William Smart was born in June, so Sonora chose to hold the first Father’s Day celebration in Spokane, Washington on June 19th, 1910. In 1924, President Calvin Coolidge publicly endorsed the idea of a national Father’s Day, but it was not until 1966 that President Lyndon Johnson signed a presidential proclamation declaring the 3rd Sunday of June as Father’s Day. Finally, in 1972 President Richard Nixon signed the law that made the holiday permanent.
Even though it took one determined lady, several legislative decisions and three presidents 62 years, today Father’s Day is the fifth most popular card-sending holiday with an estimated $95 million in card sales. Not just fathers but husbands, grandfathers, uncles, sons, and sons-in-law are among the honorees.
Norman F. Kendall, Mothers Day, A History of its Founding and its Founder, 1937.
Howard H. Wolfe, Mothers Day and the Mothers Day Church, 1962.
Various Internet sources on the history of Father’s Day.
Now That’s Italian
In June, the members of Washington County Arkansas Genealogical Society welcomed Bev Cortiana and Mary Maestri Vaughn. Bev and Mary are descendents of the original settlers of Tontitown, Arkansas. In the 1890’s, the families immigrated to Arkansas from Valli del Pasubrio a border community of Alta Val Leogra (known as Valle dei Signori until 1926) in Northern Italy. They first settled in the low, swampy areas of Chicot County at Sunnyside. After a year of crop failures and death of 125 of their family members from malaria, some 18 of the families came with Father Pietro Bandini to the Ozarks of Northwestern Arkansas where the terrain was high and dry, their sick could regain their health and they could cultivate crops with which they were more familiar.
Bev Cortiana and Mary Vaughn are the spokespersons for the Tontitown Historical Museum. The Museum was established in the late 1990’s to preserve the rich and vibrant heritage of the people of Tontitown. Today, the folks in the neighboring towns enjoy the annual Tontitown Grape Festival every August and the authentic Arkansan Italian food of its restaurants, but to the residents of Tontitown, their town is so much more. It is their heritage that the Museum wants to share with their neighbors and the world.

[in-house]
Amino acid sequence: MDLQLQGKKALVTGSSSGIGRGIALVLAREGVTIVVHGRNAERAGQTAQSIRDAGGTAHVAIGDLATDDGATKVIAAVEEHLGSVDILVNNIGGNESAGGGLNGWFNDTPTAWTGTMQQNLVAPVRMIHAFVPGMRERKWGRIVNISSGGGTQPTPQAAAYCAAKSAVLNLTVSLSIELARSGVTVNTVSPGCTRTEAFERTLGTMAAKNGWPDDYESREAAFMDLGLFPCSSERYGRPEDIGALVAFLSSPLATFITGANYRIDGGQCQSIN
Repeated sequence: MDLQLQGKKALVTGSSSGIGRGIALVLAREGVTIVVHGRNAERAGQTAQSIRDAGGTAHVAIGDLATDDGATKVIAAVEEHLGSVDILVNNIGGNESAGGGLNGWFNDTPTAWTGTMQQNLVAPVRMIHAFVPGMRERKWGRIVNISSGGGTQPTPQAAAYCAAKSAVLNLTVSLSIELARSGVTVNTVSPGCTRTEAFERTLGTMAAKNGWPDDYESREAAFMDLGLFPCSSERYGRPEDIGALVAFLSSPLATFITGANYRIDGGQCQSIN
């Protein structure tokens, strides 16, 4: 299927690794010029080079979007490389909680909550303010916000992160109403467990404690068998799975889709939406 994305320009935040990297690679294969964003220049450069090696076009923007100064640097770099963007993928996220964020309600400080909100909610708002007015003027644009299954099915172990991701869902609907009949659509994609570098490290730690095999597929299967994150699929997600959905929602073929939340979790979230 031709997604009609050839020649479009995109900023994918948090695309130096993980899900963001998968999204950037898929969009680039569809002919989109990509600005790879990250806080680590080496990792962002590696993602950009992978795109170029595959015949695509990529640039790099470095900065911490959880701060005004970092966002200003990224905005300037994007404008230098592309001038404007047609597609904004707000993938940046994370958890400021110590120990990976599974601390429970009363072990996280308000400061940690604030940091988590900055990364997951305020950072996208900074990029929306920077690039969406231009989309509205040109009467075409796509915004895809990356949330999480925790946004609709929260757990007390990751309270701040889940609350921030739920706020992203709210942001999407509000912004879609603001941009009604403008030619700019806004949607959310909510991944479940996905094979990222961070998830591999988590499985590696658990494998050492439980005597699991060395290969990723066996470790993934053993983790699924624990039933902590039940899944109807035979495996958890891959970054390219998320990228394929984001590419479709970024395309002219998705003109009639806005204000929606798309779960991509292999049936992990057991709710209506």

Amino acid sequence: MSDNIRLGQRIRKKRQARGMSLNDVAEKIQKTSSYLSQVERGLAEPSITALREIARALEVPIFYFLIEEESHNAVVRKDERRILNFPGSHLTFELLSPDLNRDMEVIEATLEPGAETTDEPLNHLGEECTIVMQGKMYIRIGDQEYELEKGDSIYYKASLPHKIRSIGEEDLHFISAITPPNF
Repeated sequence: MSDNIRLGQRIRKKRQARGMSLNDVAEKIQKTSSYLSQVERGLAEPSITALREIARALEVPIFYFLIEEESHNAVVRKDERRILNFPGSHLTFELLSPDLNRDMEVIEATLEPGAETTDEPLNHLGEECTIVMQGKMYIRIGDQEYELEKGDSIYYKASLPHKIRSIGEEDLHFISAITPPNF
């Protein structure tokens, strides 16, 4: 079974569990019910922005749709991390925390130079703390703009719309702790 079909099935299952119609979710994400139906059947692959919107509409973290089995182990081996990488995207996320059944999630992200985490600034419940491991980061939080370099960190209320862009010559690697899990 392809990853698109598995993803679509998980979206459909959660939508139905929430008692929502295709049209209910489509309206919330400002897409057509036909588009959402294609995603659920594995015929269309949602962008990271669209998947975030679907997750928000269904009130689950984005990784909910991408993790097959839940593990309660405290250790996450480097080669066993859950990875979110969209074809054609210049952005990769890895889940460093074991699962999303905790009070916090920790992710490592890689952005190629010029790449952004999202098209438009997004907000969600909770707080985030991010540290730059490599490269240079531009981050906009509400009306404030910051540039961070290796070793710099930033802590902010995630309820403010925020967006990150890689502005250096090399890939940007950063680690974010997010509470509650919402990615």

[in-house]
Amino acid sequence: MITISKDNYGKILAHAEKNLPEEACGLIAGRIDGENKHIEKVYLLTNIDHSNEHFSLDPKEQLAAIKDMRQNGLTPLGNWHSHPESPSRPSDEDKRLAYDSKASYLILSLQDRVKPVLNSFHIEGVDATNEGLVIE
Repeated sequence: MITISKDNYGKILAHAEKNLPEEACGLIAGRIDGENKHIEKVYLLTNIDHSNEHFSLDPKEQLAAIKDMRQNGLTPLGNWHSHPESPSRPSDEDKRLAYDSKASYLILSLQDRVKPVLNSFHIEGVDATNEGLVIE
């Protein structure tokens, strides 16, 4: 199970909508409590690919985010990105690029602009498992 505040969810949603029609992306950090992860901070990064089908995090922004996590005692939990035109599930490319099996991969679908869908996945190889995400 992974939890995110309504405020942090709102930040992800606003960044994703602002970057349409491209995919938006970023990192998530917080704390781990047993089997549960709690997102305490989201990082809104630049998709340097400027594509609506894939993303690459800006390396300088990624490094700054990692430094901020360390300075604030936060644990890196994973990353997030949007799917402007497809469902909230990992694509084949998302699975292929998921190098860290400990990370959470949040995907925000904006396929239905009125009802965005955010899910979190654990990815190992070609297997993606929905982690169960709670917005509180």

“Lives there a man with soul so dead who never to himself has said, this is my own, my native land?” There are few people in Tontitown who can claim it as the land of birth, but it is the land of their adoption, their hope, their joys, and their sorrows. It is the land of their love and like true Americans they say, “United we stand, divided we fall.” Tontitown people are proud of Tontitown. The Springdale News January 13, 1911.
Original Settlers of Tontitown:
(Heads of Household only)
Luigi Ardemagni; Felix Ardemagni; Pietro Ardemagni; Pietro Bariola; John Bariola; Paolo Bastianelli: Pacifico Bastianelli; Joe Bisetti; Marco Ceola; Santo Ceola; Eustacchio Cortiana; A. Cichelero; Pete V. Fiori; Domenico Fiori; Joe Fiori; John Fiori; Antonio Maestri; Pietro Mascangni; Adriano Morsani; Emidio Morsani; Patricio Papili; Domenico Penzo; Celeste Pianalto; Domenico Pianalto; Lewis Pianalto; James Piazza; James Pozza; John Pozza; Zenobio Rosa; Guiseppe Roso; Antonio Sbanotto; Joe Taldo; John Taldo; Christiano Tessaro; Giacomo Tessaro, Carlo Tomiello; Lois Tomiello; Joseph Verucchi, Domenico Zulpo; Tomaso Zulpo.
To learn more about Tontitown and it’s history, check out the website www.tontitown.com .
130 Years Ago or Thereabouts
The Fayetteville Democrat
January 27, 1872
Another Tragedy-Two Men Killed on White River!
It is our painful duty to chronicle a bloody tragedy enacted this week at Riley Jones’ place on the Middle Fork of White River about eight miles distant from this city.
A young man by the name of Jones and another by the name of Durham were out feeding their stock on Wednesday evening. Young Jones was teasing Durham on some trivial matter, when the latter, becoming angry, stabbed Jones with a pocket-knife producing death almost instantly.
Durham was arrested and on Thursday morning, while the Constable was at breakfast, he attempted to escape when he was shot and killed by a boy by the name of Lewis, who had been left to guard the prisoner.
Young Jones was married about a month ago to a daughter of Geo. W. Lewis. (Spelling and punctuation are not corrected in newspaper articles. Editor)
This article of frontier justice caught the eye of our president, Cheri Coley, as she was doing research at the Blair Library recently. So, in true Coley fashion, she determined to find out a little more on this family and submits the rest of the story for you below.